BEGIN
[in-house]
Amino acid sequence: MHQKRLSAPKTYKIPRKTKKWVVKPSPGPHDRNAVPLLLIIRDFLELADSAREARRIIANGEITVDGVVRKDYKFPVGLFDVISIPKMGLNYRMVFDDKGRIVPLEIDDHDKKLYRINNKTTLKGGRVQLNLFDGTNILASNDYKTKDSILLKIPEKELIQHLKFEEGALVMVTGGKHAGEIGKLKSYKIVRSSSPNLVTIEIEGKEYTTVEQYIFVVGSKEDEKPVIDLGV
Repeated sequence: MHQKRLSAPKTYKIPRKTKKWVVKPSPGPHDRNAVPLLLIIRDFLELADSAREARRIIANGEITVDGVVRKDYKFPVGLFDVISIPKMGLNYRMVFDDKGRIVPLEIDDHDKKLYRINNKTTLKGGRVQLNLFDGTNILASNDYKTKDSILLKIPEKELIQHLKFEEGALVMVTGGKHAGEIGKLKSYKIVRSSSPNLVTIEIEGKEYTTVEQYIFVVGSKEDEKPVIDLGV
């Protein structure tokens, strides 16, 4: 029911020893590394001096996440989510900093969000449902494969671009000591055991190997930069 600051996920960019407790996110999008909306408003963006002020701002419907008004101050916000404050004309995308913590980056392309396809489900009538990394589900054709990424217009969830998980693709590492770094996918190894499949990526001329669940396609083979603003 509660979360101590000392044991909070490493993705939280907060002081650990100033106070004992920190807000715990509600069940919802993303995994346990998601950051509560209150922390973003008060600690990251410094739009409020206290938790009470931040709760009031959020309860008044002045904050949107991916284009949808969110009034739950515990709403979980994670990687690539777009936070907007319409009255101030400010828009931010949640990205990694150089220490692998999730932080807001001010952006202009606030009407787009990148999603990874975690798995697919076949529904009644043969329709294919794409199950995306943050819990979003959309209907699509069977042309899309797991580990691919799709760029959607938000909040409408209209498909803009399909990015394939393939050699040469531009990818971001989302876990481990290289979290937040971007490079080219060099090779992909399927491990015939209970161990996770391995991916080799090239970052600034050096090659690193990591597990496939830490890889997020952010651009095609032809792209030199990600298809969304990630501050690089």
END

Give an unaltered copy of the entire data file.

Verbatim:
[in-house]
Amino acid sequence: MHQKRLSAPKTYKIPRKTKKWVVKPSPGPHDRNAVPLLLIIRDFLELADSAREARRIIANGEITVDGVVRKDYKFPVGLFDVISIPKMGLNYRMVFDDKGRIVPLEIDDHDKKLYRINNKTTLKGGRVQLNLFDGTNILASNDYKTKDSILLKIPEKELIQHLKFEEGALVMVTGGKHAGEIGKLKSYKIVRSSSPNLVTIEIEGKEYTTVEQYIFVVGSKEDEKPVIDLGV
Repeated sequence: MHQKRLSAPKTYKIPRKTKKWVVKPSPGPHDRNAVPLLLIIRDFLELADSAREARRIIANGEITVDGVVRKDYKFPVGLFDVISIPKMGLNYRMVFDDKGRIVPLEIDDHDKKLYRINNKTTLKGGRVQLNLFDGTNILASNDYKTKDSILLKIPEKELIQHLKFEEGALVMVTGGKHAGEIGKLKSYKIVRSSSPNLVTIEIEGKEYTTVEQYIFVVGSKEDEKPVIDLGV
């Protein structure tokens, strides 16, 4: 029911020893590394001096996440989510900093969000449902494969671009000591055991190997930069 600051996920960019407790996110999008909306408003963006002020701002419907008004101050916000404050004309995308913590980056392309396809489900009538990394589900054709990424217009969830998980693709590492770094996918190894499949990526001329669940396609083979603003 509660979360101590000392044991909070490493993705939280907060002081650990100033106070004992920190807000715990509600069940919802993303995994346990998601950051509560209150922390973003008060600690990251410094739009409020206290938790009470931040709760009031959020309860008044002045904050949107991916284009949808969110009034739950515990709403979980994670990687690539777009936070907007319409009255101030400010828009931010949640990205990694150089220490692998999730932080807001001010952006202009606030009407787009990148999603990874975690798995697919076949529904009644043969329709294919794409199950995306943050819990979003959309209907699509069977042309899309797991580990691919799709760029959607938000909040409408209209498909803009399909990015394939393939050699040469531009990818971001989302876990481990290289979290937040971007490079080219060099090779992909399927491990015939209970161990996770391995991916080799090239970052600034050096090659690193990591597990496939830490890889997020952010651009095609032809792209030199990600298809969304990630501050690089």